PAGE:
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(9) By Lieut. H. L. NORTON-SMITH, F.S.A. Scot., the Author. Armorials of the County of Orkney. Illustrated by A. M. Traill. 8vo. 1902.

(10) By JAMES MACKENZIE, F.S.A. Scot., the Author. Life of Michael Bruce, Poet of Lochleven. 8vo. 1905.

(11) By the TRUSTEES OF THE HUNTERIAN Coin CATALOGUE FUND. Catalogue of Greek Coins in the Hunterian Collection, University of Glasgow. By George Macdonald, M.A., LL.D. Vol. iii. 4to. 1905.

(12) By GEORGE MACDONALD, M.A., LL.D., the Author. Coin Types: their Origin and Development. Being the Rhind Lectures for 1904. 8vo, 1905.

(13) By the KEEPER OF THE RECORDS OF SCOTLAND. Register of the Privy Council of Scotland. Edited by Professor P. Hume Brown, LL.D. Vol. vi. New Series. 1635–37.

Accounts of the Lord High Treasurer of Scotland. Edited by Sir James Balfour Paul, Lord Lyon King of Arms. Vol. vi. 1531-38.

There were exhibited :

By W. J. GRANT, Esq., of Beldorny Castle. A Collection of Thirty Arrow-heads of Flint, found in various parts of Aberdeenshire.

The following Communications were read :




In asking the attention of the Society to some observations on the subject of vitrified forts, it is not necessary for me to rehearse what has already been written about them. The mystery of their origin has never been cleared up in a satisfactory manner, although they have attracted the attention of many antiquaries.

The first printed notice of vitrified forts seems to be that found in Pennant's Tour in Scotland, published in 1774, where he says he saw on the top of a hill near Fort Augustus, in a small oval area, a quantity of stones cemented with almost vitrified material, and he could not make out if they came from a volcano or a forge.

Shortly after this we have Williams' letters, in which he described the forts of Knock Farrell, Craig Phadric, and others; his theory being that a fire had been made along each side of the wall, and the stones thereby vitrified ; but he puts the suggestion forward with hesitation.

At that time it was believed that vitrified forts were to be found only within a very small area in Scotland, but since then (1777) vitrification has been observed in the remains of old fortifications in many different parts of Scotland, in Ireland, Germany, Austria, and several regions of France. Indeed, it is probable that this list of the distribution of socalled vitrified forts is still far from being complete.

It is therefore clear that vitrification was well known among various races, of whom it may be said, without defining in any way the exact epoch when the work was done, that they must have been in a primitive state of civilisation.

The scheme on which the forts in Scotland have been disposed has led me to consider the time of the Vikings a probable date for some of them.

What is termed a vitrified fort of a normal character may be described as a mound or parapet, roughly circular in plan, or traced as an irregular polygon following more or less closely the edge of the flat top of a hill or ridge.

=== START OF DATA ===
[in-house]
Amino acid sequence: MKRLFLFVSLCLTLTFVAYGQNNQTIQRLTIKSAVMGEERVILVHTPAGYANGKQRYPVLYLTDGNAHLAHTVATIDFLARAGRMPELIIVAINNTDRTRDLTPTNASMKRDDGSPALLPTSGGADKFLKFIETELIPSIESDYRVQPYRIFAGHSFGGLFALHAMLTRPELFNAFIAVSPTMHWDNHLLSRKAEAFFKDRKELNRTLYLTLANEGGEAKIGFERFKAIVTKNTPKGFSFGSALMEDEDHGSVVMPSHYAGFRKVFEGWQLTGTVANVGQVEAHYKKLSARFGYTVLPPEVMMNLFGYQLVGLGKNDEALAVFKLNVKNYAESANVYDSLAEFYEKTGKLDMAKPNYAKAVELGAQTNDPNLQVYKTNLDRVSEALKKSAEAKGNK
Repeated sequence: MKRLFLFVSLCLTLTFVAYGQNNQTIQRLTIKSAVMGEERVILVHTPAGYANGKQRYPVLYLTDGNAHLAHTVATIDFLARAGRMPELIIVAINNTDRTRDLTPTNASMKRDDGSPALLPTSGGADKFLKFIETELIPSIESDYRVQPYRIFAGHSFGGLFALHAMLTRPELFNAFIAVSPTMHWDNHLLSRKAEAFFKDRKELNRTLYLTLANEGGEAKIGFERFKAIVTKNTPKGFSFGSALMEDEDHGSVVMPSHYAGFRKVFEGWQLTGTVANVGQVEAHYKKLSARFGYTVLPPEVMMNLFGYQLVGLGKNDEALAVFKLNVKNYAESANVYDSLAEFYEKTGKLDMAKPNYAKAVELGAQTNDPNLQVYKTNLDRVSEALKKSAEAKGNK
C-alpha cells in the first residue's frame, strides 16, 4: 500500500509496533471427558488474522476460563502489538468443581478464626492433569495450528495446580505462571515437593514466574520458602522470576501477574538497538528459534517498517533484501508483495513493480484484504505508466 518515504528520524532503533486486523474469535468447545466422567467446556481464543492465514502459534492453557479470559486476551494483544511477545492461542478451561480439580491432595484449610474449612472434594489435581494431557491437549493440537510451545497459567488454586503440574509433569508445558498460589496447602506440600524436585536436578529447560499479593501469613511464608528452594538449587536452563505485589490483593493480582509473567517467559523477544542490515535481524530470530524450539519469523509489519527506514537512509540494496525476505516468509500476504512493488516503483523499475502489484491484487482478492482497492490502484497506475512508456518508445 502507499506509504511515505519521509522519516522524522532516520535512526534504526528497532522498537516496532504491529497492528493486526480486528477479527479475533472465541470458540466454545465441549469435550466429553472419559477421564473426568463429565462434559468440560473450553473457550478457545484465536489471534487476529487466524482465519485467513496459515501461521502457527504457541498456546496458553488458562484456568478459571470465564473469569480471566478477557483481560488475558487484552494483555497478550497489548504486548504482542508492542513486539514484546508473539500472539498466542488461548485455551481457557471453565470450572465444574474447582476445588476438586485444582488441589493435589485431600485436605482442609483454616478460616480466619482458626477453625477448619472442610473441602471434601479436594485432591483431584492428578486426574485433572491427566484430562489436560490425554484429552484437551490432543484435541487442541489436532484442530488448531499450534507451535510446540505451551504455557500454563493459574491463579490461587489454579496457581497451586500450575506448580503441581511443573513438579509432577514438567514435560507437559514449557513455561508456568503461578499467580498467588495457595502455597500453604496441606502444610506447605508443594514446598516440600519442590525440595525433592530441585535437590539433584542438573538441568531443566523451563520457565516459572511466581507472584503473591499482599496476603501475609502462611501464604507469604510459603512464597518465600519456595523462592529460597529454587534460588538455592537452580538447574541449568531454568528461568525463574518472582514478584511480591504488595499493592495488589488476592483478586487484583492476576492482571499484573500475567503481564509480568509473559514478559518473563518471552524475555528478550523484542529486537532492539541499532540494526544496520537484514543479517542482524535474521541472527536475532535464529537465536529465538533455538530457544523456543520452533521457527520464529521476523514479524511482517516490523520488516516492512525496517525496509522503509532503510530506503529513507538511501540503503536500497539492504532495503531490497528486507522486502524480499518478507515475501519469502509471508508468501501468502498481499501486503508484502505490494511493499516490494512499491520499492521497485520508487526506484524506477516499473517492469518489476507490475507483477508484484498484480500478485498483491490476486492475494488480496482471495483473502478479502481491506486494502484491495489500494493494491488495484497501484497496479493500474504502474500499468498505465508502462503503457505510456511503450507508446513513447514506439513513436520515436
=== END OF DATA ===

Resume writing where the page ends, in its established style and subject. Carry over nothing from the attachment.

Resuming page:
If we examine the section of the parapet, we find on the soil a mound of loose stones, varying in size, say 2 feet deep; and overlying the loose stones, a layer, say 2 to 3 feet thick, of similar stone held together by a lava-like substance obtained by the complete or partial fusion of some of the stones in the heap.

This may suffice for giving a general idea of the section of the parapet, but more investigation is necessary, by careful excavation on the ground, before the exact section of the parapet of a vitrified fort is known, and probably considerable variety will be found.

The vitrified material is in most cases now found covered on the top with a little soil and vegetation. The vitrified layer is not found, I believe, perfectly continuous in every part of the parapet, and often appears only at certain points, notably at Tap o' Noth.

The size of the forts varies greatly, from the large fort just mentioned to a heap of stone with no indication of an enclosure which could be called a fort.

In position, the vitrified forts I have seen (seventeen) in Scotland are situated either near the coast where it is deeply indented by the sea, or at inland points which open up a large valley, or a group of valleys radiating from a common centre.

The rocks which seem to melt to form the slag are chiefly micaschists, felspathic rock, diorite, and moine schist, while the granite has not been affected in the same way by the process. Through the kindness of the late Mr Ivison Macadam, I am able to give a chemical analysis of the slag from the following places :

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We now pass on to consider how it is that the vitrification of these forts has come about. Various opinions have been expressed : (a) Some that it was done incidentally as the result of beacon.fires,

or great fires for religious or other purposes. (6) Other authorities see in these forts the intended result of structural

operations, believing that the intention was to strengthen the parapet by fusing together the small stones of which it was

composed. The interdependence which can be observed in some of the groups of vitrified forts lends support to the view that they were used for signalling purposes, and I think that that may be assumed as certain, although there seems reason to suppose that they only were used for that purpose any more than other forts in similar situations, which, being composed of different and more refractory materials, have not left the result of the fires so distinctly marked by the slag.

(a) I shall refer to the possibility of producing vitrification by beaconfires later on.

(6) Turning at present to the view that the vitrification was inten


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